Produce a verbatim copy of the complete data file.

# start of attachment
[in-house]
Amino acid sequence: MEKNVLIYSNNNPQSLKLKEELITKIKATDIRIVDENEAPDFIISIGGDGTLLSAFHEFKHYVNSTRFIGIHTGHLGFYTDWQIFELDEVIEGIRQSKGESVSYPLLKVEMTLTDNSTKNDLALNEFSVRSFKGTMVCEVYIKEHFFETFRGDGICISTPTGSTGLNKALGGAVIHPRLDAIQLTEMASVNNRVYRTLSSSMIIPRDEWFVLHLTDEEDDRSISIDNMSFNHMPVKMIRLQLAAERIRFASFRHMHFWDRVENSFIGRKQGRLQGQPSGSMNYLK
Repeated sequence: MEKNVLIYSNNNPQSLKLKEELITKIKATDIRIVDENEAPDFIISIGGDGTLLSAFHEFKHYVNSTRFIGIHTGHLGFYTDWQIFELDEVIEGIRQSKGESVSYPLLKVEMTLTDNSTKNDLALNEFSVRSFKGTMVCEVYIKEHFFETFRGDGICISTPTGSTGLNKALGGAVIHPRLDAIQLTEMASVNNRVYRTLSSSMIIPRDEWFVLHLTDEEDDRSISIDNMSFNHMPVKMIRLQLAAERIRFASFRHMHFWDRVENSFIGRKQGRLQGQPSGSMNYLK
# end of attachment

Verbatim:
[in-house]
Amino acid sequence: MEKNVLIYSNNNPQSLKLKEELITKIKATDIRIVDENEAPDFIISIGGDGTLLSAFHEFKHYVNSTRFIGIHTGHLGFYTDWQIFELDEVIEGIRQSKGESVSYPLLKVEMTLTDNSTKNDLALNEFSVRSFKGTMVCEVYIKEHFFETFRGDGICISTPTGSTGLNKALGGAVIHPRLDAIQLTEMASVNNRVYRTLSSSMIIPRDEWFVLHLTDEEDDRSISIDNMSFNHMPVKMIRLQLAAERIRFASFRHMHFWDRVENSFIGRKQGRLQGQPSGSMNYLK
Repeated sequence: MEKNVLIYSNNNPQSLKLKEELITKIKATDIRIVDENEAPDFIISIGGDGTLLSAFHEFKHYVNSTRFIGIHTGHLGFYTDWQIFELDEVIEGIRQSKGESVSYPLLKVEMTLTDNSTKNDLALNEFSVRSFKGTMVCEVYIKEHFFETFRGDGICISTPTGSTGLNKALGGAVIHPRLDAIQLTEMASVNNRVYRTLSSSMIIPRDEWFVLHLTDEEDDRSISIDNMSFNHMPVKMIRLQLAAERIRFASFRHMHFWDRVENSFIGRKQGRLQGQPSGSMNYLK